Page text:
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Topic: Are cats dangerous for electronic circuits? (this is a serious question) (Read 1 time) previous topic - next topic

falexandru

My cat loves to sit on my table while I am digging into electronic circuits. Obviously, my cat has fur.

Question is: can cat's fur affect the electronic circuits? Either still on the cat or falling out of the cat.

++++

Long ago, I cleaned up my printer's internal components by a brush. I ended up by enjoying a clean and dead printer.

pert

It seems like cats could certainly be an effective source of ESD. Not sure how much of an issue that would be with loose hair but certainly petting the cat while handling sensitive components during dry times of the year with being grounded could be a seriously bad idea.

I'm sure any sort of contaminant on a circuit can affect it. That could be by promoting corrosion, conductance, capacitance. Even if the contaminants themselves don't have problematic properties, they can absorb moisture from the air, which does.

Southpark

My cat loves to sit on my table while I am digging into electronic circuits. Obviously, my cat has fur.

Question is: can cat's fur affect the electronic circuits? Either still on the cat or falling out of the cat
Maybe if you rub the cat's fur on some esd sensitive devices.... or touch esd sensitive devices after patting your cat...then maybe you can get esd damage. If it's not a critical thing.... then ok. Otherwise.... if avoiding esd damage is important.... then read up about esd issues. And use google to search for 'esd' ... and select 'images'. It will show lots of images of devices at microscopic levels....damaged by esd.

falexandru

I once extensively searched for ESD issues. At that time my conclusion was that ESD is not of so much concern usually, on Arduino platform and keeping into account that one way or another the human touches something that grounds him or her.

+++

Now I see the cat's fur on my desk - perhaps on the circuits as well, I cant say.

The cat rubs himself (is a tomcat) to the surface of my desk and occasionally moves. Since obviousely the cat has more hair than I have, that may be a problem, not sure.

Southpark

I once extensively searched for ESD issues. At that time my conclusion was that ESD is not of so much concern usually, on Arduino platform and keeping into account that one way or another the human touches something that grounds him or her.
Yep....true. Your original posted mentioned 'electronics' .... not arduino specifically. Having knowledge about esd damage is handy. Whether or not we apply any techniques to avoid or minimise esd-related issues is just up to ourselves. It's a choice thing in many cases. In other cases.... there may be procedures that must be adhered to (grounding etc) .... in various professional electronic companies/labs.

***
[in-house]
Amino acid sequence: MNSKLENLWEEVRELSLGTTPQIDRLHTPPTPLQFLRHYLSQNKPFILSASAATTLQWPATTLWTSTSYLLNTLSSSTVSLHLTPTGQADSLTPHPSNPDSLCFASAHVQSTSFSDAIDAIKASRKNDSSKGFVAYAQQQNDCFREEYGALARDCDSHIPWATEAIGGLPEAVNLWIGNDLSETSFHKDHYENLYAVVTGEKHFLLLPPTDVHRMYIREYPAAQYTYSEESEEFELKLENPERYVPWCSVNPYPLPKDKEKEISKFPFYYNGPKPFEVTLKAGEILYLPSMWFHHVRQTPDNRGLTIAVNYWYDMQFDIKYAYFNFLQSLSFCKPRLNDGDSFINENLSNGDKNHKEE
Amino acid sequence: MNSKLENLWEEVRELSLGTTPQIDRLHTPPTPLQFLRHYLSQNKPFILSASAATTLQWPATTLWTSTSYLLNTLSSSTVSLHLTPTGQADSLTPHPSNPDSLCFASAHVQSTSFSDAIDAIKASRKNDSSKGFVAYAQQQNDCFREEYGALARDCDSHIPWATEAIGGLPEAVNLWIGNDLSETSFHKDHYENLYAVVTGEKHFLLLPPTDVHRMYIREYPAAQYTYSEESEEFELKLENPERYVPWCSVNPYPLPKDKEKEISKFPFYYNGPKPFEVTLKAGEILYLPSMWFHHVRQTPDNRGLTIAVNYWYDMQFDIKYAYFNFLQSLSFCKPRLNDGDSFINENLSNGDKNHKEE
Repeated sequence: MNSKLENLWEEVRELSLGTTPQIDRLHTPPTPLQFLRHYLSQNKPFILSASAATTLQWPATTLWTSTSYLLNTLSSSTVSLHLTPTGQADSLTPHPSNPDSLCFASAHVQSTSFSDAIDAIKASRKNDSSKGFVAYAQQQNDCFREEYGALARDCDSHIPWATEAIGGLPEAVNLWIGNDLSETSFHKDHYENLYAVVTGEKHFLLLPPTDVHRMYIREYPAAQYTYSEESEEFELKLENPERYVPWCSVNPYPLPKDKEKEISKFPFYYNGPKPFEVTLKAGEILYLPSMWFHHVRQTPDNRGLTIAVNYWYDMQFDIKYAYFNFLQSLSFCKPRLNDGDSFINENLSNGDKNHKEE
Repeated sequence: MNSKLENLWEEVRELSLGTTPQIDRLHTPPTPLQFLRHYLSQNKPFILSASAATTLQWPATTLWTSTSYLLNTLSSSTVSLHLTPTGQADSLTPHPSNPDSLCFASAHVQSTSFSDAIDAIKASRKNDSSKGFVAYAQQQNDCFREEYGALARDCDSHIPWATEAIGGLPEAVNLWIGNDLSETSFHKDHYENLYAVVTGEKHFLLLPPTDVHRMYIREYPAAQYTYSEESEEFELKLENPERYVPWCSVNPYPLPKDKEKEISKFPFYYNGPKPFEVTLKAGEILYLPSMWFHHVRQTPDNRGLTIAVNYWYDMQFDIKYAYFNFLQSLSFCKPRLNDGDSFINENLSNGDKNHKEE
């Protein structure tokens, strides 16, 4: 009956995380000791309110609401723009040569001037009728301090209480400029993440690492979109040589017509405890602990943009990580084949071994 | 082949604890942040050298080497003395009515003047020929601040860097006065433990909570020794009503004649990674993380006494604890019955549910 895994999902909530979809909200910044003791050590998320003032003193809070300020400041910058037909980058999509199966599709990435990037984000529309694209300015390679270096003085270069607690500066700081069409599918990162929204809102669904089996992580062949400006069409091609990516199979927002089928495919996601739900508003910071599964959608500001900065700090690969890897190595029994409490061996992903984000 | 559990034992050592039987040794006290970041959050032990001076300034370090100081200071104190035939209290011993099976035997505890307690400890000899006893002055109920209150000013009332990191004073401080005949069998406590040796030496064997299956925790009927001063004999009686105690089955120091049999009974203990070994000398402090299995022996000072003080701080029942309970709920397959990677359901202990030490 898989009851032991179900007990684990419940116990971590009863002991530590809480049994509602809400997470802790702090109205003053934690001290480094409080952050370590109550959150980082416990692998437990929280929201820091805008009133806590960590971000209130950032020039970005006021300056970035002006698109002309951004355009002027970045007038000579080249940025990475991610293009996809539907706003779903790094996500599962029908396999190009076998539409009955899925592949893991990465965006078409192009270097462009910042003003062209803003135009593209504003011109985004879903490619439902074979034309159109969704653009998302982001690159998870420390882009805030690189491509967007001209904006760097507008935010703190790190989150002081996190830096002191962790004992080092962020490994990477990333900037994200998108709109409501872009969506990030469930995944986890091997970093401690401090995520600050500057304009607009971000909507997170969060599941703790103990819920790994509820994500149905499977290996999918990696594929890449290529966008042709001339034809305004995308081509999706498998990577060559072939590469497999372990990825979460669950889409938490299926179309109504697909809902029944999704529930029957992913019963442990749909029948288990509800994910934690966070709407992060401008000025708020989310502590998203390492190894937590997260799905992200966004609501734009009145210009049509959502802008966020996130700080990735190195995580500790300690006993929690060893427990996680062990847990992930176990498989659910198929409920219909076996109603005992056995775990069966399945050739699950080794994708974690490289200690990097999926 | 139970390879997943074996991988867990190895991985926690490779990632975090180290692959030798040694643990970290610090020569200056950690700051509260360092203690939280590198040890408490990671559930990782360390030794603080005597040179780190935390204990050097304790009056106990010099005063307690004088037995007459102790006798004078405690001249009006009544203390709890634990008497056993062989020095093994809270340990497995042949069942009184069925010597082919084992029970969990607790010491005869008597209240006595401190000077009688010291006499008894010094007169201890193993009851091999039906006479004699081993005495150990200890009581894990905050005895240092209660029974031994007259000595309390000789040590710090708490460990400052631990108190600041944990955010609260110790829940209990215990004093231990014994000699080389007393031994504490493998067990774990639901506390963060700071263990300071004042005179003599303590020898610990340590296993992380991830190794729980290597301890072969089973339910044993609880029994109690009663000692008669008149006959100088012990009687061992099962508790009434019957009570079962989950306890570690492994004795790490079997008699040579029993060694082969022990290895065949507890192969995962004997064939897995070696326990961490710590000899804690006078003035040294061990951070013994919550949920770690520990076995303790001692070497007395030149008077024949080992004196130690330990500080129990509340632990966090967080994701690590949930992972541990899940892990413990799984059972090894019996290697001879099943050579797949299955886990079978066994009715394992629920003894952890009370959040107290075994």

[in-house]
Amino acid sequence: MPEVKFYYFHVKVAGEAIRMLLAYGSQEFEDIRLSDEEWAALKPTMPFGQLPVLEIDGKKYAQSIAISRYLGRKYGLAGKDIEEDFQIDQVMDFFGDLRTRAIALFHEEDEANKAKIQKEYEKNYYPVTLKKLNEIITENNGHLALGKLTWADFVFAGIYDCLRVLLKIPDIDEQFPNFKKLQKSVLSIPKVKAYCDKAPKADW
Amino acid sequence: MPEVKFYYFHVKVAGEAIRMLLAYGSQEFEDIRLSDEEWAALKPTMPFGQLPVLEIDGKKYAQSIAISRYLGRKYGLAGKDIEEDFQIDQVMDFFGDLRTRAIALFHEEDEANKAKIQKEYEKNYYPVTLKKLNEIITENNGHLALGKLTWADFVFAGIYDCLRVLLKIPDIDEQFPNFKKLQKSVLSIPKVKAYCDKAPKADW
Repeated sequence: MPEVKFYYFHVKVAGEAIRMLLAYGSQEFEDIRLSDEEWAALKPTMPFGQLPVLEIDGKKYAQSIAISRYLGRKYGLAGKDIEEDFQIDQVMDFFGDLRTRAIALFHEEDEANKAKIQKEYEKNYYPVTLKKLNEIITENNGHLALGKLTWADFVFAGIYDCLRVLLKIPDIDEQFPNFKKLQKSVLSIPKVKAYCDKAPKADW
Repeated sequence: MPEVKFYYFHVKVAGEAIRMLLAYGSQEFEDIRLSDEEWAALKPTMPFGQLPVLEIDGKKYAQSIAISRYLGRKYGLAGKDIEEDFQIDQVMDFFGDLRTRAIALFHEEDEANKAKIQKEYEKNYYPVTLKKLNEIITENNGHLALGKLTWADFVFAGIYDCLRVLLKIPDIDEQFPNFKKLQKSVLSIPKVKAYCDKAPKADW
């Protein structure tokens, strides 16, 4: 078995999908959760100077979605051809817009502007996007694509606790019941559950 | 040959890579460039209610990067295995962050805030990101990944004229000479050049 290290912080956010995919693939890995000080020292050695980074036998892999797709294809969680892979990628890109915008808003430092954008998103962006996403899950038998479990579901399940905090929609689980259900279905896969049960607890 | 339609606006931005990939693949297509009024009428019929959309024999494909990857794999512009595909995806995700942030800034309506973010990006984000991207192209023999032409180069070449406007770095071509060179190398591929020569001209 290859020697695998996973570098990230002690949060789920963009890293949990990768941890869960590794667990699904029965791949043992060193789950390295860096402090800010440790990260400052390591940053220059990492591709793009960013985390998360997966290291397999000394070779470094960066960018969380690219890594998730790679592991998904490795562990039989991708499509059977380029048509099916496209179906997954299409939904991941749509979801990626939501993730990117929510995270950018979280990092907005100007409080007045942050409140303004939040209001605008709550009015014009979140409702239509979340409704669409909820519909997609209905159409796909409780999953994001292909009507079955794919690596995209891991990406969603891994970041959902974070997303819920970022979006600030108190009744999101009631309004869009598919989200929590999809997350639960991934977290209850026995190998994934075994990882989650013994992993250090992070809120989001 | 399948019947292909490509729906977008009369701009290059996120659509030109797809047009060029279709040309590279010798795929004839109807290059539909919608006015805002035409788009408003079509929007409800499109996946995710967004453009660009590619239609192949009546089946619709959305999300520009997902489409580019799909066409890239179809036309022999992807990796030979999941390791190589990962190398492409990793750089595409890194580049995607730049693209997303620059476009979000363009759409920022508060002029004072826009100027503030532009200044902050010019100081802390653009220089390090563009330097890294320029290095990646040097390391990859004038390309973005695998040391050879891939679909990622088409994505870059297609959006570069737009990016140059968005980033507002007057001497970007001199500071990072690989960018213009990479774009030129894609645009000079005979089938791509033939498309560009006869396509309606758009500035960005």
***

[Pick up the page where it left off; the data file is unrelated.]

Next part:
falexandru

Agree. And mea culpa for not specific reference to Arduino (hobby) environment.

Perhaps I will anyway ground the cat somehow. Or touch him time by time to discharge. But this may not solve out the problem of loosing fur on my circuits.

But the problem is much more complex than appears to be at a first sight. It looks like the cat himself is a sort of Electricity reservoir.

See:

http://jgp.rupress.org/content/jgp/43/4/713.full.pdf

pert

There's a YouTube channel about electronics called scanlime. The cat is pretty much the star of the show and definitely has the run of the workbench. Whenever there's a closeup with the microscope camera sure enough you see plenty of fur on the circuits.

ReverseEMF

Back in the early 80's I was building my own Altair style computer based on the Z80.  We called it the "cat computer" because our cat loved to curl up in the S-100 card cage, which was just the right size for him.


I suppose cat fur could be a problem with fans, or fan filters.  But, scattered fur has never damaged any of my electronics (though, it's been decades since I last owned a cat).
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Grumpy_Mike

When I designed set top boxes I had to talk with the returns department. They said the main source of damage from cats was water ingress sourced from the cat.

They will not cause static damage because the circuits are all connected up. It is only when electronic circuits are not wired up you get static damage. Or when thier is an input or output signal, but commercially at least these will be static protected.

INTP

Static, bumping wires to short something out, eating or knocking away shiny things, they stink, and they track litter all over.

larryd

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falexandru


Johan_Ha

I have a cat and though I can feel the electricity in her fur, I never get sparks from her. And she never seems to get sparks from any objects the way I get. Probably because she walks around grounded, while I wear shoes. And just some cat hair on your pcb can't do any harm. It's not conductive.
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larryd

@Larryd: but that cat is grounded :-)
True that is.



You could always get a Rex when the current fur ball is gone :(




No technical PMs.
If you are asked a question, please respond with an answer.
If you are asked for more information, please supply it.
If you need clarification, ask for help.

falexandru

@johan_Ha : then why I destroyed my printer by brushing the electronic components?

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